For a rape survivor, trauma comes in repeat doses. First, there is the gruesome act and then follows the difficult task of reporting the assault. For years, an impediment to coming forward about a sexual offence has been the finger test a survivor is subjected to — a gross violation of privacy, a horror upon horrors. On Monday, the Supreme Court of India moved to make amends, declaring that any person conducting the invasive “two finger” or “three finger” vaginal test on rape or sexual assault survivors will be found guilty of misconduct. Calling it regressive, the Bench led by Justice D.Y. Chandrachud said, “this so-called test has no scientific basis and neither proves nor disproves allegations of rape. It instead re-victimises and re-traumatises women who may have been sexually assaulted, and is an affront to their dignity”. The apex court said whether a woman is “habituated to sexual intercourse” or “habitual to sexual intercourse” is irrelevant for the purposes of determining whether there has been a rape under Section 375 of the Indian Penal Code. The test, it said, is based on the incorrect assumption that a sexually active woman cannot be raped; and “it is patriarchal and sexist to suggest that a woman cannot be believed when she states that she was raped”.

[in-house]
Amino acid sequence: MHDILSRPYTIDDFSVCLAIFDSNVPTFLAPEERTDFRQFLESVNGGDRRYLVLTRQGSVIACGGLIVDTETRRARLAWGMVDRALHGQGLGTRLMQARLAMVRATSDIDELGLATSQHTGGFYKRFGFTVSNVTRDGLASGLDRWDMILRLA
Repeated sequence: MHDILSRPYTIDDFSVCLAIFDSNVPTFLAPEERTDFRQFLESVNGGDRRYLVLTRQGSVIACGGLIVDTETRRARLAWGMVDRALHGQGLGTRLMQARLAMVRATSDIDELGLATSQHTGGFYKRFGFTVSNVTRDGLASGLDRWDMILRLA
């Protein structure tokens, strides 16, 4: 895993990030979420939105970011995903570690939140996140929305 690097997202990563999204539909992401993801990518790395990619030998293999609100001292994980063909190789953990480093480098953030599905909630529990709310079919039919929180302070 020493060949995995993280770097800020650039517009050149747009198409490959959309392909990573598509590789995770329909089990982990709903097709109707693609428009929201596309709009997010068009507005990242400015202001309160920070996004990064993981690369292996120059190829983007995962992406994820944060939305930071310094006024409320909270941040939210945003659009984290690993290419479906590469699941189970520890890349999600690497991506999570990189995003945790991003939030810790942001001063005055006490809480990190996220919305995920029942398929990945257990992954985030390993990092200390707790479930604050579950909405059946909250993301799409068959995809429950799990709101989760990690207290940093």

The Court pointed at a legislative measure of 2013 when Section 53A was added to the Indian Evidence Act which clearly said that the “evidence of a victim’s character or of her previous sexual experience with any person shall not be relevant to the issue of consent or the quality of consent, in prosecutions of sexual offences”. The Ministry of Health and Family Welfare had issued guidelines, saying the finger test must not be conducted. The Court, upset that the practice still continues, has directed the Union and State Governments to do everything to spread the message, including amending the medical curriculum so that students are aware that the finger test procedure is not to be followed while examining a rape survivor. Despite stringent laws in place after the Nirbhaya rape of 2012, things on the ground have not improved for a survivor who has to battle stigma and many other prejudices, not least the assumption that she is to blame for an assault. Rapes often go unreported, and the conviction rate is low too (28.6% in 2021, according to National Crime Records Bureau data). It is now up to the governments, health centres and police stations to act with sensitivity and without discrimination and ensure women have access to justice and dignity while reporting rape.
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